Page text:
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Rush Delivers, Bonzo's Resurrection and New Freddie Needed

By Mike Breen · July 24th, 2013 · Minimum Gauge
HOT: Rush Delivers

In 2011, the U.S. Postal Service announced that they would finally allow living people to be portrayed on U.S. postage stamps, reversing a long-standing rule. A blatant marketing move, the USPS still hasn’t delivered the first such stamp. But in Canada, they’ll put almost anyone on their stamps. Gordon Lightfoot, Michael J. Fox and Bobby Orr have all had non-posthumous Canadian stamps in their honor and now new Rock and Roll Hall of Fame members Rush join their company. Sort of. The new Rush stamp (released alongside ones honoring The Guess Who, The Tragically Hip and Beau Dommage) features the band’s name and the “star man” logo — a naked man (from behind) in front of a satanic-looking star in a circle. It’s the first ass to appear on a Canadian stamp since they put Bryan Adams on one in 2009.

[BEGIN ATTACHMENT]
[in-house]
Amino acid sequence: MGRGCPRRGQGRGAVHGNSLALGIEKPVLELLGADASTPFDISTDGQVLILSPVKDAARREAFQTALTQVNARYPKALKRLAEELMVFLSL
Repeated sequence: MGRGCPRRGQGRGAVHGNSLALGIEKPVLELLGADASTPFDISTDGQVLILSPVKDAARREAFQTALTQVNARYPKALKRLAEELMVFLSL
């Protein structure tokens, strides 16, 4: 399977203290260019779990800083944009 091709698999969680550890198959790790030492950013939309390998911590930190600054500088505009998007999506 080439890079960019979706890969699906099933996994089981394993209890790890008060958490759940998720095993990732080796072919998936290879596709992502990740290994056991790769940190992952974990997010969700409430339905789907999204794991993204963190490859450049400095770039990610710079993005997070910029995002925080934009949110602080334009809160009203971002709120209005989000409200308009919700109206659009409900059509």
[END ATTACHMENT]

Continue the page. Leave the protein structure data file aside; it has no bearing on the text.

WARM: My Father the Hologram

An inconceivable joke just two years ago, people now talk about hologram zombies as legit entertainment.

We’ll probably soon see lazy, sick or drug-addled stars bail on concerts by just texting their manager: “Can’t go today. Send the hologram.” Jason Bonham, son of late Led Zeppelin drummer John Bonham, is working to put us one step closer, telling the Legendary Rock Interviews site that he wants to take his Led Zeppelin Experience tribute band to the “next level” by bringing his father back to life: “I’m talking to people about holograms and my dream is to do the hologram drum solo with dad next to me.” “My dream is to be able to hug my dad once more,” said every other person who has lost a father.

COLD: Family-Friendly Freddie?

One of the more inspired casting decisions for a movie biopic ever — Sacha Baron Cohen as Freddie Mercury in a planned film on the late Queen singer — is now in the “fail” column. Deadline.com reports that the mostly comedic actor (known for characters like Borat and Ali G) quit the film after his more “salacious” portrayal conflicted with the remaining Queen band members’ vision of a more “family-friendly” film. With Cohen gone, the band is now free to pursue Kirk Cameron for the role. 

 
 
 
 

 

 
 
 
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